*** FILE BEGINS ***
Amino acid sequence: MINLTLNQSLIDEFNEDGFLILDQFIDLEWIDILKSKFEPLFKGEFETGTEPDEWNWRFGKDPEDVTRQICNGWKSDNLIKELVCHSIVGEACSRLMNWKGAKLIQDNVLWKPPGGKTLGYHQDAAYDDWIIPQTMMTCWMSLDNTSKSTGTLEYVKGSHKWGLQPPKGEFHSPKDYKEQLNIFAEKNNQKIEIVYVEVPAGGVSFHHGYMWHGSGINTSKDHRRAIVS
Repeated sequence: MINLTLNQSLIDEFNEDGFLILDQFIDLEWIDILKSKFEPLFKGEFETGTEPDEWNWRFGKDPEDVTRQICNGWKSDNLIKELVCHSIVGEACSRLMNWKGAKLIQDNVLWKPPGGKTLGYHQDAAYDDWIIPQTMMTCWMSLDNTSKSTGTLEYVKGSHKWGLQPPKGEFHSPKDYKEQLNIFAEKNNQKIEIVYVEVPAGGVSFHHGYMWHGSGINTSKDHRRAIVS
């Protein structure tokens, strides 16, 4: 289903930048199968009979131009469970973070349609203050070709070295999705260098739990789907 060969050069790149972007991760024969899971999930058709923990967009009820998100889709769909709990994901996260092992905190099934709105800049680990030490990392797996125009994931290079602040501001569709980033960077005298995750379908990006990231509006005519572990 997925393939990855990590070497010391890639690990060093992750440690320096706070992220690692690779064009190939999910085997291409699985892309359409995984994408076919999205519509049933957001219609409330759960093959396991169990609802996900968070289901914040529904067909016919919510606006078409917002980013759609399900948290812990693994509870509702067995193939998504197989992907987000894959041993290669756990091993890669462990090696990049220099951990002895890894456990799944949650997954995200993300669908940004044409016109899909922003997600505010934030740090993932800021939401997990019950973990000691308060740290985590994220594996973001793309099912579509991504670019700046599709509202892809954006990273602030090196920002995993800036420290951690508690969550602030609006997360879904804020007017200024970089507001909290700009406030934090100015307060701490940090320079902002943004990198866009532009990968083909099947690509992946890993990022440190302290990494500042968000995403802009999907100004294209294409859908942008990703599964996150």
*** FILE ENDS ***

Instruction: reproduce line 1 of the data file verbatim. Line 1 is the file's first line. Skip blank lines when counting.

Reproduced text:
Amino acid sequence: MINLTLNQSLIDEFNEDGFLILDQFIDLEWIDILKSKFEPLFKGEFETGTEPDEWNWRFGKDPEDVTRQICNGWKSDNLIKELVCHSIVGEACSRLMNWKGAKLIQDNVLWKPPGGKTLGYHQDAAYDDWIIPQTMMTCWMSLDNTSKSTGTLEYVKGSHKWGLQPPKGEFHSPKDYKEQLNIFAEKNNQKIEIVYVEVPAGGVSFHHGYMWHGSGINTSKDHRRAIVS